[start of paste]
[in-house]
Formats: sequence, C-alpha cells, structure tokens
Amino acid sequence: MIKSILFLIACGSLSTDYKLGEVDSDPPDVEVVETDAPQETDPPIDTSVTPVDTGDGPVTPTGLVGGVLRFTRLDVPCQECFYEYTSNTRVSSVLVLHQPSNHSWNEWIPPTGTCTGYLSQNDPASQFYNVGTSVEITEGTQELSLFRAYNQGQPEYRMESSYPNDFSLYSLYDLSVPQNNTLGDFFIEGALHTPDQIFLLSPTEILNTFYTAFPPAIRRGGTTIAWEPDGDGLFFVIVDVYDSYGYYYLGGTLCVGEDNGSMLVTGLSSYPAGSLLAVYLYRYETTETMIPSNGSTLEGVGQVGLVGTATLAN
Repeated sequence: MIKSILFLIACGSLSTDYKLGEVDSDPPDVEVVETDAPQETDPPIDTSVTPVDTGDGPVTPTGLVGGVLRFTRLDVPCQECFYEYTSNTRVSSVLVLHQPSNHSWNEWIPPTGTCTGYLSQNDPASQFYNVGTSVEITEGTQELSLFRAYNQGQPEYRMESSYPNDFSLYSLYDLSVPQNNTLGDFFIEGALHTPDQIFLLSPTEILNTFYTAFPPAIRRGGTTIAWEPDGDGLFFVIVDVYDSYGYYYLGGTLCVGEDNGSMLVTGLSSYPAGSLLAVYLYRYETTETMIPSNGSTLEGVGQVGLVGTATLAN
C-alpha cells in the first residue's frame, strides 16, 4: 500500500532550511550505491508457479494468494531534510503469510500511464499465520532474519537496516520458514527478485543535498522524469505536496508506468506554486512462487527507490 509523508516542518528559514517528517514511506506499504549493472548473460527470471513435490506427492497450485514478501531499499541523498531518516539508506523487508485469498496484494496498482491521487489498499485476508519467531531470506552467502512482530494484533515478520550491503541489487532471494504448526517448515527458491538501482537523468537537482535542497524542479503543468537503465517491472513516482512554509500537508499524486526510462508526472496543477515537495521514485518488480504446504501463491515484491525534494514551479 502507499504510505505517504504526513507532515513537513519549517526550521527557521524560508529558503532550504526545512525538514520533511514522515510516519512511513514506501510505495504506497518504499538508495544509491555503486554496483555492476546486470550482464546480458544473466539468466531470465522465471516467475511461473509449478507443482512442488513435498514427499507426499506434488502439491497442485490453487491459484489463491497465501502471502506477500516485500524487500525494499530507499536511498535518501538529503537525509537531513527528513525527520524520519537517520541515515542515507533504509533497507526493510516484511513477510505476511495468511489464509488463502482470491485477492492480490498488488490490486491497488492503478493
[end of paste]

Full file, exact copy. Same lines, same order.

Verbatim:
[in-house]
Formats: sequence, C-alpha cells, structure tokens
Amino acid sequence: MIKSILFLIACGSLSTDYKLGEVDSDPPDVEVVETDAPQETDPPIDTSVTPVDTGDGPVTPTGLVGGVLRFTRLDVPCQECFYEYTSNTRVSSVLVLHQPSNHSWNEWIPPTGTCTGYLSQNDPASQFYNVGTSVEITEGTQELSLFRAYNQGQPEYRMESSYPNDFSLYSLYDLSVPQNNTLGDFFIEGALHTPDQIFLLSPTEILNTFYTAFPPAIRRGGTTIAWEPDGDGLFFVIVDVYDSYGYYYLGGTLCVGEDNGSMLVTGLSSYPAGSLLAVYLYRYETTETMIPSNGSTLEGVGQVGLVGTATLAN
Repeated sequence: MIKSILFLIACGSLSTDYKLGEVDSDPPDVEVVETDAPQETDPPIDTSVTPVDTGDGPVTPTGLVGGVLRFTRLDVPCQECFYEYTSNTRVSSVLVLHQPSNHSWNEWIPPTGTCTGYLSQNDPASQFYNVGTSVEITEGTQELSLFRAYNQGQPEYRMESSYPNDFSLYSLYDLSVPQNNTLGDFFIEGALHTPDQIFLLSPTEILNTFYTAFPPAIRRGGTTIAWEPDGDGLFFVIVDVYDSYGYYYLGGTLCVGEDNGSMLVTGLSSYPAGSLLAVYLYRYETTETMIPSNGSTLEGVGQVGLVGTATLAN
C-alpha cells in the first residue's frame, strides 16, 4: 500500500532550511550505491508457479494468494531534510503469510500511464499465520532474519537496516520458514527478485543535498522524469505536496508506468506554486512462487527507490 509523508516542518528559514517528517514511506506499504549493472548473460527470471513435490506427492497450485514478501531499499541523498531518516539508506523487508485469498496484494496498482491521487489498499485476508519467531531470506552467502512482530494484533515478520550491503541489487532471494504448526517448515527458491538501482537523468537537482535542497524542479503543468537503465517491472513516482512554509500537508499524486526510462508526472496543477515537495521514485518488480504446504501463491515484491525534494514551479 502507499504510505505517504504526513507532515513537513519549517526550521527557521524560508529558503532550504526545512525538514520533511514522515510516519512511513514506501510505495504506497518504499538508495544509491555503486554496483555492476546486470550482464546480458544473466539468466531470465522465471516467475511461473509449478507443482512442488513435498514427499507426499506434488502439491497442485490453487491459484489463491497465501502471502506477500516485500524487500525494499530507499536511498535518501538529503537525509537531513527528513525527520524520519537517520541515515542515507533504509533497507526493510516484511513477510505476511495468511489464509488463502482470491485477492492480490498488488490490486491497488492503478493